Speaker Sumitra Mahajan writes to Naidu, pitches for new Parliament building

W DELHI: Planning to build a new Parliament House seems to have become the norm with Lok Sabha speakers of late. After Meira Kumar initiated such a move during the previous UPA regime, now Speaker Sumitra Mahajan wants a new House with latest technological facilities to be built.

Mahajan has written to urban development minister Venkaiah Naidu with her proposal, saying the 88-year-old heritage structure is showing signs of “distress” and will not be able to meet the growing demand for space. A similar reason had been given the last time, by Meira Kumar in July 2012, but it did not find many supporters.

The Speaker urged Naidu to consider construction of a new Parliament and suggested two options for the alternative building, one within the Parliament complex and another across Rajpath, sources said.

The foundation stone of the historic Parliament House was laid in 1921. Constructed at a cost of Rs 83 lakh, it was inaugurated in January 1927.

While giving reasons for constructing a new building, Mahajan said the number of seats in Lok Sabha was likely to go up after 2026 “in accordance with the provisions of the explanation to clause (3) Article 81 of the Constitution” while the present seating capacity of the House was 550 without any scope for increase.

Sources explained that the number of seats in the lower House may go up after 2026 because of this clause in Article 81, which determines representation on the basis of population according to the last census (possibly 2021 census).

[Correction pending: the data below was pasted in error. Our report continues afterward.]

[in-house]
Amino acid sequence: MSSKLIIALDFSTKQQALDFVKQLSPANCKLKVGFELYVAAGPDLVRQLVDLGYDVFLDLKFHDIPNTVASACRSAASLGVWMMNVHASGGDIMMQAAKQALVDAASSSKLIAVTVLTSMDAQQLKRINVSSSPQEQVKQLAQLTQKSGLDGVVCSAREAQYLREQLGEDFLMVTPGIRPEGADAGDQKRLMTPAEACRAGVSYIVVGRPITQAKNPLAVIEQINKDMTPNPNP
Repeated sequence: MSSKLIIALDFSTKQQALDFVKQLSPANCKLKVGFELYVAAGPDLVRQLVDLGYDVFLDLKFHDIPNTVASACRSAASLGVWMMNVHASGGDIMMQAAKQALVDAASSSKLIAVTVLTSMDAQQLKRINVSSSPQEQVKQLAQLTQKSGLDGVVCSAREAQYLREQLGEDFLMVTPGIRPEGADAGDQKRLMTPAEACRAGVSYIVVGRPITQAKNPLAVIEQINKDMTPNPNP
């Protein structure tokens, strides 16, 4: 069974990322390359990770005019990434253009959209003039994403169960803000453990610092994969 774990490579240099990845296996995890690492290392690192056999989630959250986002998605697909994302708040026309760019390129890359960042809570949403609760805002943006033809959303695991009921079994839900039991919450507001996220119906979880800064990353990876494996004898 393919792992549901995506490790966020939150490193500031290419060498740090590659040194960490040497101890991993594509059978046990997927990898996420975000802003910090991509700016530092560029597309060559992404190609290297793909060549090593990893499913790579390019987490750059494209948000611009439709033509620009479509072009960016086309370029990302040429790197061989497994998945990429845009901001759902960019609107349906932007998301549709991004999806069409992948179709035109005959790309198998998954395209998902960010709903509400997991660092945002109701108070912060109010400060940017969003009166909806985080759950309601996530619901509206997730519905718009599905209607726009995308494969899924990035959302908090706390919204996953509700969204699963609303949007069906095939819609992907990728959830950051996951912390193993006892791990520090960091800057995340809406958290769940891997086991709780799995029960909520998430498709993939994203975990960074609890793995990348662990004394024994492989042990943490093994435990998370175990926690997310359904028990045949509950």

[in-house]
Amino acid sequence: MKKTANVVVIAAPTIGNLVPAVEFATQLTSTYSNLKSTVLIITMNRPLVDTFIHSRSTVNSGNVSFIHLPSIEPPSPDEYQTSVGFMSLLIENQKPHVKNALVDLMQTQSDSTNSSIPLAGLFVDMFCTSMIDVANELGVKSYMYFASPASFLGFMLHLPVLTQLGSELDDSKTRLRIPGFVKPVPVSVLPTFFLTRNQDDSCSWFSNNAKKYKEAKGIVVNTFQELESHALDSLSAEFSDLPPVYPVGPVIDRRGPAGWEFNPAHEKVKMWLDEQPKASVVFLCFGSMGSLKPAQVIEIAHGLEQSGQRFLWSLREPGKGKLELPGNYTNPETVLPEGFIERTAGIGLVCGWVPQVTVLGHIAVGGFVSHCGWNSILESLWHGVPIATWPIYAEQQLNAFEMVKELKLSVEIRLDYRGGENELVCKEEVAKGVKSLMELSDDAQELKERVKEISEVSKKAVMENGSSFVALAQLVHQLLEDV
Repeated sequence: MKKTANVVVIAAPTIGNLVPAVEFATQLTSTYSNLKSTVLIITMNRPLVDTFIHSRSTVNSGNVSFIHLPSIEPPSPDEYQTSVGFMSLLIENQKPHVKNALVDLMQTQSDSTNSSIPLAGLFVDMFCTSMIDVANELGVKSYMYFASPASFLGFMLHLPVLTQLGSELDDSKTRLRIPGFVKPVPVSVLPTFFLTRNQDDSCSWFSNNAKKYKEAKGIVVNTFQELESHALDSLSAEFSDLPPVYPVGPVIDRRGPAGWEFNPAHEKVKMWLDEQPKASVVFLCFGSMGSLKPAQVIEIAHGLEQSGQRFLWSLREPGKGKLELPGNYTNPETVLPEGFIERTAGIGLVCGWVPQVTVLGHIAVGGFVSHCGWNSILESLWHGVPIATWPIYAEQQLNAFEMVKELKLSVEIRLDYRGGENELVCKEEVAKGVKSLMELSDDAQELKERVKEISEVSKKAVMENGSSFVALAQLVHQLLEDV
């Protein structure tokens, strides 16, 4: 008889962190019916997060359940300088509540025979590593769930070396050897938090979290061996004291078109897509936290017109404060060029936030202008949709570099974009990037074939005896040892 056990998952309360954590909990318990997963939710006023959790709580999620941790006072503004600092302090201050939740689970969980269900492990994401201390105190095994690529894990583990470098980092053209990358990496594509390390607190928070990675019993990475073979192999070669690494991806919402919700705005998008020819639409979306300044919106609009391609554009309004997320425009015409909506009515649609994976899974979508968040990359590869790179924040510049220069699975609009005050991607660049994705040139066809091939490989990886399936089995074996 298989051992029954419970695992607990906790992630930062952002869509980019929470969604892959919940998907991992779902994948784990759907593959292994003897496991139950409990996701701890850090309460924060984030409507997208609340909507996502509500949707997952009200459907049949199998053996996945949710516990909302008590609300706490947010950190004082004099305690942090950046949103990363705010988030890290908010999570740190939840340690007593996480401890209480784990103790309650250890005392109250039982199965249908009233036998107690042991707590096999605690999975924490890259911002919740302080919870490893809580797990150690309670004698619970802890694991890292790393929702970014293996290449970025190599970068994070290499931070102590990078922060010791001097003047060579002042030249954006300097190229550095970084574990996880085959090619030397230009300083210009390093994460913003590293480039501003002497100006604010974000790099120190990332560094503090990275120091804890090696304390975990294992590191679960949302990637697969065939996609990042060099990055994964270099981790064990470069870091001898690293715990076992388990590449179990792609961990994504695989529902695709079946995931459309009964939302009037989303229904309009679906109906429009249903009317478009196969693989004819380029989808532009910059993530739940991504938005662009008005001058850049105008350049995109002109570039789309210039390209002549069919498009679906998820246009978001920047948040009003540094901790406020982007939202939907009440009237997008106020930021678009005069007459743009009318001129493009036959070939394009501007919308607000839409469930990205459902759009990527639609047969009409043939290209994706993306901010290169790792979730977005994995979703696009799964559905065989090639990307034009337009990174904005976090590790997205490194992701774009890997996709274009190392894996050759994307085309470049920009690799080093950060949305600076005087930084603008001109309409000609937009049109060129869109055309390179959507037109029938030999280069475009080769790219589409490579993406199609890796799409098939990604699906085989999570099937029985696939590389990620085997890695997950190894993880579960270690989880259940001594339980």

In her letter, Mahajan said, “On account of ageing of the Parliament House building and expansion in activities, staff etc, the building has shown signs of distress and over utilization… Under the circumstances, there is an imperative need for the construction of a new state-of-the-art Parliament building.”

She argued that when the present structure was commissioned, the number of staff, security personnel, media visitors and parliamentary activities were limited but over the years, parliamentary activities and the number of people working there and visitors had increased manifold.

With the expanding scope of parliamentary oversight functions, increase in number of committees and security requirements, the demand for space had increased several times, the Speaker said.

There are also plans, keeping in view technological advancements, to equip MPs with latest gadgets to enable them to make the best possible use of technological tools and to make Parliament paperless, she said.

“This would also require re-designing and refurbishing of the sitting arrangements in the Lok Sabha chamber. Whereas there are limitations to this in the present sitting arrangements in the chamber, a new building will offer better scope for a modern Parliament building equipped with latest technological tools,” Mahajan said.